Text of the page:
Linda Case is recovering from surgery. This month we are rerunning her January 1998 column.

I love the fresh start of the new year. The hard work, roadblocks, and disappointments of last year are forgotten. The slate is clean, and we can plan, create, and hope again.

Just as each new year calls for a new business plan, people often use this time to create new personal goals. For most of us, that means the dreaded New Year's resolutions — those obligatory but short-lived nods to things we “should” be doing. I've given them up altogether.

Age helps provide the long view of change. Substantive changes don't come overnight. It might take you a couple of years to give up smoking, instead of the 30 days you'd prefer. And it could take you even longer to stick to that healthy diet. But in the long run, making such a major change — even within two years — is a great success.

During my years in remodeling, you have taught me many lessons. Here are four of the most important. I hope they'll help you decide what to change and what to leave alone.

Play to Your Strengths You are as different from the next remodeler as Jack Benny was from Bob Hope and Ellen Degeneres is from Rosie O'Donnell. They're all famous comedians, but each has become known for his or her own personal style. Figure out what makes you special. Most of us were taught to work on our weaknesses until we get them up to snuff. I've found that to be inefficient. Moderate your weaknesses — you'll never erase them. If you aren't all that good at detail but are super at the big picture, just be the visionary and hire others to track the small stuff.

Live Your Principles Thomas Jefferson advised, “In matters of style, go with the current. In matters of principle, stand alone.” Sometimes we feel we have to be tougher, sharper, or less principled to succeed. I don't believe that.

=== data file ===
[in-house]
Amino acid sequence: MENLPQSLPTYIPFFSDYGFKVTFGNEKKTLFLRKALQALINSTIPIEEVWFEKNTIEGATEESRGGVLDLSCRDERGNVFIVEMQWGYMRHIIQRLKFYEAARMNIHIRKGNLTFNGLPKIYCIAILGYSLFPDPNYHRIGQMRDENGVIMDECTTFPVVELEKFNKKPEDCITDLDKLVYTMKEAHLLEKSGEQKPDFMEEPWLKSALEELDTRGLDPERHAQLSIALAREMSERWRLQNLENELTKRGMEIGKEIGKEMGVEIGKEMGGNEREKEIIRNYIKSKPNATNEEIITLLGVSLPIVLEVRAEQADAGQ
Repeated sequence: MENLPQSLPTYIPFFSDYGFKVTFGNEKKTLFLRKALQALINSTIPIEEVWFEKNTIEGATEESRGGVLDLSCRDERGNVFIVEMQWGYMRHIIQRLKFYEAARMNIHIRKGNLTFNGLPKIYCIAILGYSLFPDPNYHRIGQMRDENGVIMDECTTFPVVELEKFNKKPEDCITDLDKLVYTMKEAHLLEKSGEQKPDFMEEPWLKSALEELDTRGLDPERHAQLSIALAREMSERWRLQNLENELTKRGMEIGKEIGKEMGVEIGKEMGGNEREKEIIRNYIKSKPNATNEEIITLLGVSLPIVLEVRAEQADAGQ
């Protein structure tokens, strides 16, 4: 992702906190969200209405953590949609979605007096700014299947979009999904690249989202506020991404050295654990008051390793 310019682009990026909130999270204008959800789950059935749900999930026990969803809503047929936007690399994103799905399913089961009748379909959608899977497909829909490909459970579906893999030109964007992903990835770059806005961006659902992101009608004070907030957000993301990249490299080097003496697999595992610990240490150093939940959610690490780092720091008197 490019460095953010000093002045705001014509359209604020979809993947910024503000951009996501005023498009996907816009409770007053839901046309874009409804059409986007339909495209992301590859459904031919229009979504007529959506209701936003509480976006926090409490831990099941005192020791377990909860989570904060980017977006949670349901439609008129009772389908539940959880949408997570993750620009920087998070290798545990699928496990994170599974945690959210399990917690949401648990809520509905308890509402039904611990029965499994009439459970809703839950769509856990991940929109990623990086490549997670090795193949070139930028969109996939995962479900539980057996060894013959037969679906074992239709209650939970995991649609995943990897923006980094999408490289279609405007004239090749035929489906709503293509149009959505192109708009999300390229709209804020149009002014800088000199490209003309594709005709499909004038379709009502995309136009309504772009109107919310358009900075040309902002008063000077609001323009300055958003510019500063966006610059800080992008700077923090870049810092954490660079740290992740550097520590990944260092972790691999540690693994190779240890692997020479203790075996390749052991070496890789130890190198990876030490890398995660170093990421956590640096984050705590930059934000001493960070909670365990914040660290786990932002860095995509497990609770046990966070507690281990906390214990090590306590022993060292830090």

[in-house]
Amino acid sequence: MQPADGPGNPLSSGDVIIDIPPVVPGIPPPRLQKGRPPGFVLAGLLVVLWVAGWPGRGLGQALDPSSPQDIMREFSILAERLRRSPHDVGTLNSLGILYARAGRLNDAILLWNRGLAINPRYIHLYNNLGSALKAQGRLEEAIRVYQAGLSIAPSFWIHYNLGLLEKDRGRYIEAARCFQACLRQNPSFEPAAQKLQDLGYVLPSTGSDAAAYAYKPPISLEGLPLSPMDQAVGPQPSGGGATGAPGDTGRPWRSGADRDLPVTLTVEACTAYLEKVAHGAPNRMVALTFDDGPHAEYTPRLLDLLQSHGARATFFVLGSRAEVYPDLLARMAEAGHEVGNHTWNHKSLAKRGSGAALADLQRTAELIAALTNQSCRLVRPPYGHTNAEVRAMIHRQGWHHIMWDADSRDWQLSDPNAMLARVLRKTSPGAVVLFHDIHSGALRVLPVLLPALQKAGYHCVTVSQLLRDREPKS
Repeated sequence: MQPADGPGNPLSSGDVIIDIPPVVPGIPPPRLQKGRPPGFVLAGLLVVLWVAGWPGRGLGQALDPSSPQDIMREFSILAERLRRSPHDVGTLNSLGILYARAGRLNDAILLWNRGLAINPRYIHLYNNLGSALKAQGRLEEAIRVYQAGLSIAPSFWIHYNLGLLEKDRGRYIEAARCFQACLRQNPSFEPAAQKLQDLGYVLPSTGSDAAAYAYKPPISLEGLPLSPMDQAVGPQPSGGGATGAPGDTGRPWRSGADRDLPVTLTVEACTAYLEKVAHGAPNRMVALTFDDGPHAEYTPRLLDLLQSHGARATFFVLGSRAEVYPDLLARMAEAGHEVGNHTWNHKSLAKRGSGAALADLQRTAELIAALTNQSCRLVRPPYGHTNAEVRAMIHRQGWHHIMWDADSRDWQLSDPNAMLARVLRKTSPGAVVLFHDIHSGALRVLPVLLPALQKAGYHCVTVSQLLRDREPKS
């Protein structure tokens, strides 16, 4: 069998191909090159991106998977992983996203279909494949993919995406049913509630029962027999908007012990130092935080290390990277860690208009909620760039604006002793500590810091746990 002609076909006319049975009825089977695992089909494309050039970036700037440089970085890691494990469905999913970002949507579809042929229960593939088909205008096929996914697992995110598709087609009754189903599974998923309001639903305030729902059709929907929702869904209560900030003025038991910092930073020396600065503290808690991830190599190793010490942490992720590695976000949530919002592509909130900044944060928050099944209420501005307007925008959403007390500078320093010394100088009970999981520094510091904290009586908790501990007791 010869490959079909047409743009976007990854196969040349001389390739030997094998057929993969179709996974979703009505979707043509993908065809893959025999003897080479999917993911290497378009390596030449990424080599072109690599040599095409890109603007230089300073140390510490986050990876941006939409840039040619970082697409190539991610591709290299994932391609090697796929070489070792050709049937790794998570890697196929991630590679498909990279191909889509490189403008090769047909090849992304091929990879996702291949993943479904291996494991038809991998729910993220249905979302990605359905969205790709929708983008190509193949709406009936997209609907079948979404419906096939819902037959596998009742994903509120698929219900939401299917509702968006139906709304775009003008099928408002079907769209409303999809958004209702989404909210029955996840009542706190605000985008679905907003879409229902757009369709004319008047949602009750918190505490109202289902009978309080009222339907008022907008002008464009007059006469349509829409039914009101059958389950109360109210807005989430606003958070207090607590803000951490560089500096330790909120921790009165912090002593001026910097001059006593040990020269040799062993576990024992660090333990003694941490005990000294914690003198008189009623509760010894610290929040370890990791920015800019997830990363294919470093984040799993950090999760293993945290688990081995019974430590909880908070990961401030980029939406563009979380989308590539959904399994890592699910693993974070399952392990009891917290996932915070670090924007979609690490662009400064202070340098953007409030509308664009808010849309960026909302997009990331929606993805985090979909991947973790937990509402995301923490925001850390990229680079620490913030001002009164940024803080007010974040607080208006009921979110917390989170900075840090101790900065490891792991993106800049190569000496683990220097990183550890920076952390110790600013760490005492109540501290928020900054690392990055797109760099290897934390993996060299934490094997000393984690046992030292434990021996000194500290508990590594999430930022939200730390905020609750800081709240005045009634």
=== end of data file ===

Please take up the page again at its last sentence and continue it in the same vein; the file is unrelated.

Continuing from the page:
Business is just one more manifestation of your life. Your employees, clients, and family need to know what you stand for. They need a strong culture in which to flourish. By following your own path, you'll sleep well at night and be a hero to those you really care about.

Take Care of Yourself Remodelers are attracted to a field that asks them to make people happy — one at a time with a custom product. Without perspective, remodeling is a road to burnout. Too often company owners pay themselves from the crumbs of what is left. They work long hours. They don't take vacations. How can a worn-out owner expect to lead and inspire employees? In his noted books, First Things First and The Seven Habits of Highly Effective People, Stephen Covey speaks of “sharpening the saw.” You must maintain the tools that get you work. Most particularly, that tool is you.

Get Outside Help If You Need It It may be a consultant you bring in to work on a business problem or it may be a therapist to resolve some inner conflict. At a recent meeting of successful remodelers, the group encouraged a member to seek therapy for specific purposes. Over half of the 11 company owners told how they had gone for psychological counseling at some point in their lives. This is not sissy stuff. This is what sturdy, effective people do to break a psychological logjam.

So enjoy the new year. Grab on to your biggest challenge, but don't try to change it in the next two weeks. Change it over the next year — or two. —Linda Case, CRA, is founder of Remodelers Advantage Inc. in Fulton, Md., a company providing business solutions through a network of experts and peers. 301.490.5620;;